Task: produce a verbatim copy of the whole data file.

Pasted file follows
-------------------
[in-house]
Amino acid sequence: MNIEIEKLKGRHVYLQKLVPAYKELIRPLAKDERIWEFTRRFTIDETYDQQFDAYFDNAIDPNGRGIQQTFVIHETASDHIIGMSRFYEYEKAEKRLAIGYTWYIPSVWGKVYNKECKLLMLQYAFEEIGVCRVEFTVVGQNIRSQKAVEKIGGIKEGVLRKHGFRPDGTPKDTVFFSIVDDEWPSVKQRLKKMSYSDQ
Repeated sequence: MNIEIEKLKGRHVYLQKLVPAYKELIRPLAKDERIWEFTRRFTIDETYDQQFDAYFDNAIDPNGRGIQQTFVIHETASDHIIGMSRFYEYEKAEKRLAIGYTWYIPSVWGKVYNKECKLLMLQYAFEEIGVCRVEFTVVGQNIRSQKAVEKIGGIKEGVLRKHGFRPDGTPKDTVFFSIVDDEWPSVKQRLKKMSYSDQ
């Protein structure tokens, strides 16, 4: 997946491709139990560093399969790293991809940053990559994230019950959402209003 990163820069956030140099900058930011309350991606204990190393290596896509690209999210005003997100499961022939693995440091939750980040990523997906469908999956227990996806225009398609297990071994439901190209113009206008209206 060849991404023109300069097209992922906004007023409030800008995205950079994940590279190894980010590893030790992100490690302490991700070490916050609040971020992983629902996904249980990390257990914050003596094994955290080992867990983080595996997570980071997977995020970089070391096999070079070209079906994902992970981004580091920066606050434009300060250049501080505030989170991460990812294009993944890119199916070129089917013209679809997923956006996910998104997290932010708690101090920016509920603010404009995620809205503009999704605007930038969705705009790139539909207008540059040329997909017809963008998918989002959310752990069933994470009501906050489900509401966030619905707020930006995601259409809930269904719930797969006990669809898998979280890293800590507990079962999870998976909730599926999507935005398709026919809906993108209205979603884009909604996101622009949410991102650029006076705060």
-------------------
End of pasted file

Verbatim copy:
[in-house]
Amino acid sequence: MNIEIEKLKGRHVYLQKLVPAYKELIRPLAKDERIWEFTRRFTIDETYDQQFDAYFDNAIDPNGRGIQQTFVIHETASDHIIGMSRFYEYEKAEKRLAIGYTWYIPSVWGKVYNKECKLLMLQYAFEEIGVCRVEFTVVGQNIRSQKAVEKIGGIKEGVLRKHGFRPDGTPKDTVFFSIVDDEWPSVKQRLKKMSYSDQ
Repeated sequence: MNIEIEKLKGRHVYLQKLVPAYKELIRPLAKDERIWEFTRRFTIDETYDQQFDAYFDNAIDPNGRGIQQTFVIHETASDHIIGMSRFYEYEKAEKRLAIGYTWYIPSVWGKVYNKECKLLMLQYAFEEIGVCRVEFTVVGQNIRSQKAVEKIGGIKEGVLRKHGFRPDGTPKDTVFFSIVDDEWPSVKQRLKKMSYSDQ
């Protein structure tokens, strides 16, 4: 997946491709139990560093399969790293991809940053990559994230019950959402209003 990163820069956030140099900058930011309350991606204990190393290596896509690209999210005003997100499961022939693995440091939750980040990523997906469908999956227990996806225009398609297990071994439901190209113009206008209206 060849991404023109300069097209992922906004007023409030800008995205950079994940590279190894980010590893030790992100490690302490991700070490916050609040971020992983629902996904249980990390257990914050003596094994955290080992867990983080595996997570980071997977995020970089070391096999070079070209079906994902992970981004580091920066606050434009300060250049501080505030989170991460990812294009993944890119199916070129089917013209679809997923956006996910998104997290932010708690101090920016509920603010404009995620809205503009999704605007930038969705705009790139539909207008540059040329997909017809963008998918989002959310752990069933994470009501906050489900509401966030619905707020930006995601259409809930269904719930797969006990669809898998979280890293800590507990079962999870998976909730599926999507935005398709026919809906993108209205979603884009909604996101622009949410991102650029006076705060």